Re: [MedievalSawdust] Uses for sand?
- On Mon, January 31, 2005 22:10, Tim Bray said:
>There are a few viking age pieces of wood that didn't seem to have paint
>>in the middle ages I'm not sure they would have dreamed of putting paint
>>directly on wood.
> Hmmm... gonna have to check on that. I'm pretty sure I have seen some
> carved work where paint (usually red) was applied to the ground to make
> tracery stand out better.
on them. The rest seem to have paint right on the wood.
> Also we should check on polychromed wood statues, and see if all of themNot that I have seen... and I see lots of wooden pieces in color on the
> were gessoed first or not. Some of the later period work, like
> Reimanschneider, is so deeply carved it's hard to imagine gessoing it.
> And how about those Scandinavian carved and painted objects? I doubt the
> Vikings gessoed their shields, for instance.
Vikings! CD-Rom that show color in the carvings.
> Panel painting I will grant you was probably seldom, if ever, doneIf by late-medieval you mean after the egyptians and even into the 6th
> on bare wood. But there were lots of other wooden objects that received
> paint, and I very much doubt they were all gessoed first. Panel painting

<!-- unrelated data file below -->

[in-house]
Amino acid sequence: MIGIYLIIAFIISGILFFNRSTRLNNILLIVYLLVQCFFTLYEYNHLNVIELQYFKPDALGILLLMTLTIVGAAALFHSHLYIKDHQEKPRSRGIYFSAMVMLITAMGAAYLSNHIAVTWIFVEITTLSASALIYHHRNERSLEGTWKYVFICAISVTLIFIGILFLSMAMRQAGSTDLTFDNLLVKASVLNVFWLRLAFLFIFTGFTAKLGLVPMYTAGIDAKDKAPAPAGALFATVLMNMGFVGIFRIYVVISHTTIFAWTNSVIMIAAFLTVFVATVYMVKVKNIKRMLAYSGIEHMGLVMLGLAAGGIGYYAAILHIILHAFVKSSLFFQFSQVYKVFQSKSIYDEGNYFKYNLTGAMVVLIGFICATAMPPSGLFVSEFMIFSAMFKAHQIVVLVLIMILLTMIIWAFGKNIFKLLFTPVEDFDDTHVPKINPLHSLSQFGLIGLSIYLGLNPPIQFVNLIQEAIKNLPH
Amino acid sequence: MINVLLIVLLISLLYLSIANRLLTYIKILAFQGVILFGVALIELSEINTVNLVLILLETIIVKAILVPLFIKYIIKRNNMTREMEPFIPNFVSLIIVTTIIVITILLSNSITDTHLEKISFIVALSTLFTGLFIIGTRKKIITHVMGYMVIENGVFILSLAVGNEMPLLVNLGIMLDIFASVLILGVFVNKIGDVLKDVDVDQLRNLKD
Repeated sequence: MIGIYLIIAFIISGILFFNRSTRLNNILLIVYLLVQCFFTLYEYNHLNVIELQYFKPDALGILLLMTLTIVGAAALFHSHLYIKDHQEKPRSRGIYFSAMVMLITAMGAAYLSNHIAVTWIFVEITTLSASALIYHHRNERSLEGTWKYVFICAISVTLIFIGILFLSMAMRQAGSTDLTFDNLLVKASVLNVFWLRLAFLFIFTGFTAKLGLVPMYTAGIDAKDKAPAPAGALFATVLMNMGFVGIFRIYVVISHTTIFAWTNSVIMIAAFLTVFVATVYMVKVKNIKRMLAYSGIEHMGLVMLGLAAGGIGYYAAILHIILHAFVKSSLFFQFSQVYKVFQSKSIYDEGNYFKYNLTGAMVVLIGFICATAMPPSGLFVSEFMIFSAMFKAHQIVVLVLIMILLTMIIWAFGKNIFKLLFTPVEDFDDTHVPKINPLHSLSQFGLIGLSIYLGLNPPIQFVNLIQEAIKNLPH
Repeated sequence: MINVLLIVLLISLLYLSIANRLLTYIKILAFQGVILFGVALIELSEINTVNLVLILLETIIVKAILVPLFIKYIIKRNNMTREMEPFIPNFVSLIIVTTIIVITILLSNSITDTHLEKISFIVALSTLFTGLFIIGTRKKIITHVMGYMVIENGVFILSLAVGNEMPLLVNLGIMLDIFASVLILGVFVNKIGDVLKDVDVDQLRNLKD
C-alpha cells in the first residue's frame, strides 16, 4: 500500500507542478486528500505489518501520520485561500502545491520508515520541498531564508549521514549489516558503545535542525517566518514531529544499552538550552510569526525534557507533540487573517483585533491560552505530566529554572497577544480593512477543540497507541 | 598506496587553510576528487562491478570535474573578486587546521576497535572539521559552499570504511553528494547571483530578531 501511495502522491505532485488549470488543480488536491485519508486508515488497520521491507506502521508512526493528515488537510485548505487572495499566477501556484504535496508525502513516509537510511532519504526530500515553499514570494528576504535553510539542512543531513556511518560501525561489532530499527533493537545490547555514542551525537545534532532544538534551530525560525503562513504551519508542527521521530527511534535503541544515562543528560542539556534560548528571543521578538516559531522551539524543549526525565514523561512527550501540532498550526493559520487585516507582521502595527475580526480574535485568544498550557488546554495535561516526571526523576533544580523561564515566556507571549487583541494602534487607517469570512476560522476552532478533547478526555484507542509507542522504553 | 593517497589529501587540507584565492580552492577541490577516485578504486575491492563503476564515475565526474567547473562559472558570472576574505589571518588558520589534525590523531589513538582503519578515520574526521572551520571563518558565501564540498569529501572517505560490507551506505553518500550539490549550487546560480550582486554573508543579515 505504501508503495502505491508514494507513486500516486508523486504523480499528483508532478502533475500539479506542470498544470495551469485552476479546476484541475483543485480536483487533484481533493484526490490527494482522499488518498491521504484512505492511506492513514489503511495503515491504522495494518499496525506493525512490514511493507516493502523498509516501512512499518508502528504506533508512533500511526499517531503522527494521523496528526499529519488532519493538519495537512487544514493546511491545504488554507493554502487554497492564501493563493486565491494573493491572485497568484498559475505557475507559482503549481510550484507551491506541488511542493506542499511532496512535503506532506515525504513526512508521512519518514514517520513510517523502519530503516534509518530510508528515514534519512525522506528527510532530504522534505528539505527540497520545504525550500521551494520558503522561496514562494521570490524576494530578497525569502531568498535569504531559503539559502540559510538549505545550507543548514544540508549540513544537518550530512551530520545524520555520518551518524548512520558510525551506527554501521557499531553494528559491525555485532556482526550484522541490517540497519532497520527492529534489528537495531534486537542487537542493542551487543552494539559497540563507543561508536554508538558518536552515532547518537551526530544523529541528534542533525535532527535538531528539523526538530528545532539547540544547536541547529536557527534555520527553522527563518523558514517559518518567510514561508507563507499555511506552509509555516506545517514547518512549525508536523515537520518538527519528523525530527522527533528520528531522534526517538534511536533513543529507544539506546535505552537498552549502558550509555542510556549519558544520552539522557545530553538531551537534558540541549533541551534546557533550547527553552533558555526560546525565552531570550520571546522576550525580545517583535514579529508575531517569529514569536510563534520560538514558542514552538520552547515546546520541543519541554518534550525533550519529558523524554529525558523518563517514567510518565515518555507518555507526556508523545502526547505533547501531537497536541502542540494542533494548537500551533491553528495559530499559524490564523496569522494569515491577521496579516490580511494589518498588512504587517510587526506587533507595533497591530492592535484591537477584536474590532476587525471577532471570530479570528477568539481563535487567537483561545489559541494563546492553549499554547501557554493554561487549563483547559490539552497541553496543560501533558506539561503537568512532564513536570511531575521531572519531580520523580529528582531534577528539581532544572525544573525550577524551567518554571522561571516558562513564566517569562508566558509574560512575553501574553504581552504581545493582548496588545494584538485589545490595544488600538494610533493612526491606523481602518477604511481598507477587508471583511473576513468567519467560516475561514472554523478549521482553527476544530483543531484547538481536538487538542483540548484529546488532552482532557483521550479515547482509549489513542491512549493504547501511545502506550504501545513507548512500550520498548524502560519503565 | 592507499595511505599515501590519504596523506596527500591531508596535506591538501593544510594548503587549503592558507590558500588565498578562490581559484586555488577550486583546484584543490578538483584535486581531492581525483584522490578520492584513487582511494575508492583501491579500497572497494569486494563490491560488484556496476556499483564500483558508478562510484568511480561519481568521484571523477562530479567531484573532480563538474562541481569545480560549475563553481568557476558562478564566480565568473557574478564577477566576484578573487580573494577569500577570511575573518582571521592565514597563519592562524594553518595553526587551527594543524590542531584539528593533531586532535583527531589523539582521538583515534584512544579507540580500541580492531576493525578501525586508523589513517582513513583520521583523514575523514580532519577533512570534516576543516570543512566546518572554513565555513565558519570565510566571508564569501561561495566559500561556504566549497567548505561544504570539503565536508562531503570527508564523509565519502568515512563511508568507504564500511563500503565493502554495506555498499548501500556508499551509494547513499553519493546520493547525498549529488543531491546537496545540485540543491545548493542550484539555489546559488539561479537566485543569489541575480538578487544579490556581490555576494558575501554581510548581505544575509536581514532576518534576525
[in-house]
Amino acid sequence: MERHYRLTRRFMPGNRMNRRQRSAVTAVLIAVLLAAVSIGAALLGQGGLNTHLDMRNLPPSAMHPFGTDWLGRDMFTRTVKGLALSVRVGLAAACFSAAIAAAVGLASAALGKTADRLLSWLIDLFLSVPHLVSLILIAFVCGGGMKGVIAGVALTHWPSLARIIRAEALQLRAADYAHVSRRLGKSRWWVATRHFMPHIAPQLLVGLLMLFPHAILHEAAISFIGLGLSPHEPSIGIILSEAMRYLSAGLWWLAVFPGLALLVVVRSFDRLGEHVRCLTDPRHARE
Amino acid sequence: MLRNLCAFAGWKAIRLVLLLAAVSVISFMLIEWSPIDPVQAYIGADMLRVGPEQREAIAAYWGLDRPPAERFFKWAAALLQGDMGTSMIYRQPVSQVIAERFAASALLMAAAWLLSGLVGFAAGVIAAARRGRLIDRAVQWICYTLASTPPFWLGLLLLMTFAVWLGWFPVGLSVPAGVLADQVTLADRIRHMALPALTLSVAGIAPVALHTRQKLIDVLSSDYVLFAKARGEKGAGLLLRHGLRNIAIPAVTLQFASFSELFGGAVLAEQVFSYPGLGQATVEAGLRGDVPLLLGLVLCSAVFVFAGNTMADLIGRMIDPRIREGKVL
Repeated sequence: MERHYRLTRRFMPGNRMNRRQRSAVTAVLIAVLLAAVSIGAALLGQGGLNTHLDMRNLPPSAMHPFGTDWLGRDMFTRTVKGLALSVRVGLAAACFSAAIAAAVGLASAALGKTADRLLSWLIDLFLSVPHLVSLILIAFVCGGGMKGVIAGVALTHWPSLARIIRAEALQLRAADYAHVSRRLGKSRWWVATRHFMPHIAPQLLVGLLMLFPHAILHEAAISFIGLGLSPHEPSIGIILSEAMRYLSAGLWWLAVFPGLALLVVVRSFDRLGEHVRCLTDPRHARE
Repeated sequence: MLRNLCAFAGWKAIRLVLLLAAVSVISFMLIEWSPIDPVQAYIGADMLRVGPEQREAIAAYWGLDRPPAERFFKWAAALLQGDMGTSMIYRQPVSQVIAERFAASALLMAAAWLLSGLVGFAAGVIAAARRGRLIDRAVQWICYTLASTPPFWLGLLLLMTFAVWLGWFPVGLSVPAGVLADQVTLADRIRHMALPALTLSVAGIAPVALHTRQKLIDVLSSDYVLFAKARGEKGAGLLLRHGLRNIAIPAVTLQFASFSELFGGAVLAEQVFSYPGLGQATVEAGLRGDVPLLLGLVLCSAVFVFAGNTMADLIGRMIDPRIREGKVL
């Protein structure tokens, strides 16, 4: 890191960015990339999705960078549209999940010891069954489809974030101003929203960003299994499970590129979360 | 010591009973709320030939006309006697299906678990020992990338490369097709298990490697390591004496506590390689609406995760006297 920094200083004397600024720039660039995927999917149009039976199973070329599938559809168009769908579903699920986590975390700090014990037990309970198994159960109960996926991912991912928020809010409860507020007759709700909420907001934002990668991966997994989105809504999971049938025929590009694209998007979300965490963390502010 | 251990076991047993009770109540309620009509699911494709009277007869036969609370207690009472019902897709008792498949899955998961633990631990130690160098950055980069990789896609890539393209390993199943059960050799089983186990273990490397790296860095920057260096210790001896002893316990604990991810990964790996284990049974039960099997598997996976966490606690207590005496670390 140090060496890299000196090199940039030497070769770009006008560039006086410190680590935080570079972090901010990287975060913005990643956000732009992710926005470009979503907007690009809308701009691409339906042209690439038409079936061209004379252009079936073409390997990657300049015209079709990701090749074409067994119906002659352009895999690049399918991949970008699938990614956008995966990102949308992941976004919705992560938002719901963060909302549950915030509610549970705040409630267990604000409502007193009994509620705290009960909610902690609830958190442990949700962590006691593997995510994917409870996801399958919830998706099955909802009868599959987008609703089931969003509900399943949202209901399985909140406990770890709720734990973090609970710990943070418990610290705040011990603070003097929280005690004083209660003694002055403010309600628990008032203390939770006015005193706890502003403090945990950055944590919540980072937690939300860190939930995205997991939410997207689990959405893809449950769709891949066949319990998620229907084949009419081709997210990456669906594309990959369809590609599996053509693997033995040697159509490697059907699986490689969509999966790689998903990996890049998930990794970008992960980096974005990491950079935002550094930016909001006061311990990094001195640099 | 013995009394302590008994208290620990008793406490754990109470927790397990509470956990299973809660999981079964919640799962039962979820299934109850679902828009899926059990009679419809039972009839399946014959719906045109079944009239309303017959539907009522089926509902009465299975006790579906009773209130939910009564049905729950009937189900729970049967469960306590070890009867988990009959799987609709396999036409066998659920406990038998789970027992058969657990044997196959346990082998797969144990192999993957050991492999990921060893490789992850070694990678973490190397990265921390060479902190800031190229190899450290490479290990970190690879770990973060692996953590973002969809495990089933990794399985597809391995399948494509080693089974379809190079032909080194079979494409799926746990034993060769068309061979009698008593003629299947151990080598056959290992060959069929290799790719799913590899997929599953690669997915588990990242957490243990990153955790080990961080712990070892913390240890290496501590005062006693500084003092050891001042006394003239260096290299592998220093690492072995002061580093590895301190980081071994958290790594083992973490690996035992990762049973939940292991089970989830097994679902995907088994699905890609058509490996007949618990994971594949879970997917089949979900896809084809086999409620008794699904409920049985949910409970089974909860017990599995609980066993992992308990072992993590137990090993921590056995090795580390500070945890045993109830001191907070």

> itself is only a late-medieval art form.
Century, perhaps... Panel painting has been happening for a very very very
long time. See byzantine icon paintings for a very good selection of
techniques that were employed. The Getty museum in LA has an excellent
collection of byzantine icons from early through middle into late period.
Then there are the large paintings from later period. Interestingly
enough, some of the more famous paintings have been lifted off the wooden
panels and placed onto canvas in the distant past.
It is also interesting to see the similarities of putting a ground onto a
wood panel and putting a ground onto a canvas panel. The goal was to make
a very very smooth surface to work with that would stay smooth over the
>This is mostly because wood was their plastic. Everything that was made at
>>So... the question is... how often would chests NOT be painted... and,
>>what was the difference in status between a painted v. non-painted chest?
> A lot of carved chests seem to have received paint only to highlight the
> carving - the plain surfaces may have been left natural. And chests were
> possessed by all levels of society; the ones at the lower levels were
> undoubtedly less decorated. Painting was a way of increasing the value of
> an object.
that time was made with either wood or dirt (clay and glass).
>> (My understanding is that bare wood is more of an Victorian constructHaraldr
>> and would not have necessarily met with medieval tastes...).
> Nevertheless, many 15th c. Flemish paintings of interiors clearly show
> unpainted wooden furniture, even in very high-class surroundings.
... They got the library at Alexandria, they aren't getting mine!
>Question When was French polish with rotten stone and pumis(sp) start being18th c. is the earliest I've seen reference to it.
French polishing uses shellac. The earliest English reference to shellac
appears to be a 1594 description by a fellow travelling in India, who saw
the locals using it. I have no idea if the Italians or other Europeans
were using it before then - it's quite possible, as the English were
notoriously backward about such things.
Furniture and Accessories
For the Medievalist!